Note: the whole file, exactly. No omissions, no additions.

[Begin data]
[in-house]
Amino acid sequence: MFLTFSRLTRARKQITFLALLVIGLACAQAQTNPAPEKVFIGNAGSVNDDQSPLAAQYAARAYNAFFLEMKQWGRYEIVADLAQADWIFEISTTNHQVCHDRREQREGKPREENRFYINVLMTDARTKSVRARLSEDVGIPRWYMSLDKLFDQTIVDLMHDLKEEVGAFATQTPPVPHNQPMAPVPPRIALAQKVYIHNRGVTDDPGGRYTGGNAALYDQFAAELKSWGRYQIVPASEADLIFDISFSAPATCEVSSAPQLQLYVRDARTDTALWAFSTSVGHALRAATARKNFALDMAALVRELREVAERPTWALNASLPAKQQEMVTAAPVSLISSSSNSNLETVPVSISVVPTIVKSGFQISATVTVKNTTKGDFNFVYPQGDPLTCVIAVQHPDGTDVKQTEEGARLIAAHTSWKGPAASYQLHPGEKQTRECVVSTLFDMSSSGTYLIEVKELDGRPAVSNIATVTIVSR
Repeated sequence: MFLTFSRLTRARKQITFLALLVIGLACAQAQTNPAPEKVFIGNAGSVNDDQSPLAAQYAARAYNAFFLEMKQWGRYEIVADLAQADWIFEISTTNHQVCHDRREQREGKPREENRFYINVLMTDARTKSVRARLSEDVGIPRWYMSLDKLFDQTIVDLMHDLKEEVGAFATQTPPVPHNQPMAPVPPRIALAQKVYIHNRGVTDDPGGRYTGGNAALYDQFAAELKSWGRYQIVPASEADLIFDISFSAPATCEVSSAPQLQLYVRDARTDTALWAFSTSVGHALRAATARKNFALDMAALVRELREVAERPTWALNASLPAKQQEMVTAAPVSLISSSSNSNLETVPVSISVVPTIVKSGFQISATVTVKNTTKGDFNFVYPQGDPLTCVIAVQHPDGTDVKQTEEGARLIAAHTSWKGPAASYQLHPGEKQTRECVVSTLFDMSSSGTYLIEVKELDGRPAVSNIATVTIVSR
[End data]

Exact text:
[in-house]
Amino acid sequence: MFLTFSRLTRARKQITFLALLVIGLACAQAQTNPAPEKVFIGNAGSVNDDQSPLAAQYAARAYNAFFLEMKQWGRYEIVADLAQADWIFEISTTNHQVCHDRREQREGKPREENRFYINVLMTDARTKSVRARLSEDVGIPRWYMSLDKLFDQTIVDLMHDLKEEVGAFATQTPPVPHNQPMAPVPPRIALAQKVYIHNRGVTDDPGGRYTGGNAALYDQFAAELKSWGRYQIVPASEADLIFDISFSAPATCEVSSAPQLQLYVRDARTDTALWAFSTSVGHALRAATARKNFALDMAALVRELREVAERPTWALNASLPAKQQEMVTAAPVSLISSSSNSNLETVPVSISVVPTIVKSGFQISATVTVKNTTKGDFNFVYPQGDPLTCVIAVQHPDGTDVKQTEEGARLIAAHTSWKGPAASYQLHPGEKQTRECVVSTLFDMSSSGTYLIEVKELDGRPAVSNIATVTIVSR
Repeated sequence: MFLTFSRLTRARKQITFLALLVIGLACAQAQTNPAPEKVFIGNAGSVNDDQSPLAAQYAARAYNAFFLEMKQWGRYEIVADLAQADWIFEISTTNHQVCHDRREQREGKPREENRFYINVLMTDARTKSVRARLSEDVGIPRWYMSLDKLFDQTIVDLMHDLKEEVGAFATQTPPVPHNQPMAPVPPRIALAQKVYIHNRGVTDDPGGRYTGGNAALYDQFAAELKSWGRYQIVPASEADLIFDISFSAPATCEVSSAPQLQLYVRDARTDTALWAFSTSVGHALRAATARKNFALDMAALVRELREVAERPTWALNASLPAKQQEMVTAAPVSLISSSSNSNLETVPVSISVVPTIVKSGFQISATVTVKNTTKGDFNFVYPQGDPLTCVIAVQHPDGTDVKQTEEGARLIAAHTSWKGPAASYQLHPGEKQTRECVVSTLFDMSSSGTYLIEVKELDGRPAVSNIATVTIVSR